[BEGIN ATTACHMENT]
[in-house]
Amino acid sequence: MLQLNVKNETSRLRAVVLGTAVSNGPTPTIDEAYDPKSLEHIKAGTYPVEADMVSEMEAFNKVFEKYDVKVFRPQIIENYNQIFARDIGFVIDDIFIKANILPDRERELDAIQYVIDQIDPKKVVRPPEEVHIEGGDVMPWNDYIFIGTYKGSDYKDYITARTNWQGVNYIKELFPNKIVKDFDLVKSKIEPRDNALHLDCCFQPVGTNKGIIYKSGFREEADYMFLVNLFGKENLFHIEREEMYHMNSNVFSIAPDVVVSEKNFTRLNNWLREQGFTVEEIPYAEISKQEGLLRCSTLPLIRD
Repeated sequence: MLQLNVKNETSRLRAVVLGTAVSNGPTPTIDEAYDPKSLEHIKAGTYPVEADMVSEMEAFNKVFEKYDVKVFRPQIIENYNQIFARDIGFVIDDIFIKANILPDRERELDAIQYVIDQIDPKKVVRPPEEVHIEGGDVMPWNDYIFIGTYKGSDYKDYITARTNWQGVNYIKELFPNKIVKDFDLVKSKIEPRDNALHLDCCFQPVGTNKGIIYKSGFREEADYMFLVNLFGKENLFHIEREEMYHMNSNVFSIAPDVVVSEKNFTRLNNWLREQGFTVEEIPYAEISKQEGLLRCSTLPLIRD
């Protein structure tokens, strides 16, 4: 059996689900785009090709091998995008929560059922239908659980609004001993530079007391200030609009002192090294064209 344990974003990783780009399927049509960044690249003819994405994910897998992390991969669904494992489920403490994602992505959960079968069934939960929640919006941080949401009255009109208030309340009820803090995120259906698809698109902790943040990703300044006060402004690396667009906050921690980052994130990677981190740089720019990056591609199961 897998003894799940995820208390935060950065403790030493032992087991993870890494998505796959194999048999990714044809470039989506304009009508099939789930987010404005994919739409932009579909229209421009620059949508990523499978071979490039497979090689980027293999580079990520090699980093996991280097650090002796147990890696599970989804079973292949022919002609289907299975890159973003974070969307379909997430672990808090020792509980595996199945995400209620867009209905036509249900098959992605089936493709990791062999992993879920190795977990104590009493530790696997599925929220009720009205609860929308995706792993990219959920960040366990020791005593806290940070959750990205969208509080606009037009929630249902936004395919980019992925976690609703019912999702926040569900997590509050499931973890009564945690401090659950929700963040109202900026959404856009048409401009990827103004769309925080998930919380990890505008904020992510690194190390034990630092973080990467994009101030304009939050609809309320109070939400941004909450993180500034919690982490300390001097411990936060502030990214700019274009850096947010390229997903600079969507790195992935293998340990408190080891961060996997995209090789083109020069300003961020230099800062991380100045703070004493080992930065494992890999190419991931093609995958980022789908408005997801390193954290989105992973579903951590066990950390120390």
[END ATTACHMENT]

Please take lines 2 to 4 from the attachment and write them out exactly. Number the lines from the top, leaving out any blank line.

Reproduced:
Amino acid sequence: MLQLNVKNETSRLRAVVLGTAVSNGPTPTIDEAYDPKSLEHIKAGTYPVEADMVSEMEAFNKVFEKYDVKVFRPQIIENYNQIFARDIGFVIDDIFIKANILPDRERELDAIQYVIDQIDPKKVVRPPEEVHIEGGDVMPWNDYIFIGTYKGSDYKDYITARTNWQGVNYIKELFPNKIVKDFDLVKSKIEPRDNALHLDCCFQPVGTNKGIIYKSGFREEADYMFLVNLFGKENLFHIEREEMYHMNSNVFSIAPDVVVSEKNFTRLNNWLREQGFTVEEIPYAEISKQEGLLRCSTLPLIRD
Repeated sequence: MLQLNVKNETSRLRAVVLGTAVSNGPTPTIDEAYDPKSLEHIKAGTYPVEADMVSEMEAFNKVFEKYDVKVFRPQIIENYNQIFARDIGFVIDDIFIKANILPDRERELDAIQYVIDQIDPKKVVRPPEEVHIEGGDVMPWNDYIFIGTYKGSDYKDYITARTNWQGVNYIKELFPNKIVKDFDLVKSKIEPRDNALHLDCCFQPVGTNKGIIYKSGFREEADYMFLVNLFGKENLFHIEREEMYHMNSNVFSIAPDVVVSEKNFTRLNNWLREQGFTVEEIPYAEISKQEGLLRCSTLPLIRD
């Protein structure tokens, strides 16, 4: 059996689900785009090709091998995008929560059922239908659980609004001993530079007391200030609009002192090294064209 344990974003990783780009399927049509960044690249003819994405994910897998992390991969669904494992489920403490994602992505959960079968069934939960929640919006941080949401009255009109208030309340009820803090995120259906698809698109902790943040990703300044006060402004690396667009906050921690980052994130990677981190740089720019990056591609199961 897998003894799940995820208390935060950065403790030493032992087991993870890494998505796959194999048999990714044809470039989506304009009508099939789930987010404005994919739409932009579909229209421009620059949508990523499978071979490039497979090689980027293999580079990520090699980093996991280097650090002796147990890696599970989804079973292949022919002609289907299975890159973003974070969307379909997430672990808090020792509980595996199945995400209620867009209905036509249900098959992605089936493709990791062999992993879920190795977990104590009493530790696997599925929220009720009205609860929308995706792993990219959920960040366990020791005593806290940070959750990205969208509080606009037009929630249902936004395919980019992925976690609703019912999702926040569900997590509050499931973890009564945690401090659950929700963040109202900026959404856009048409401009990827103004769309925080998930919380990890505008904020992510690194190390034990630092973080990467994009101030304009939050609809309320109070939400941004909450993180500034919690982490300390001097411990936060502030990214700019274009850096947010390229997903600079969507790195992935293998340990408190080891961060996997995209090789083109020069300003961020230099800062991380100045703070004493080992930065494992890999190419991931093609995958980022789908408005997801390193954290989105992973579903951590066990950390120390």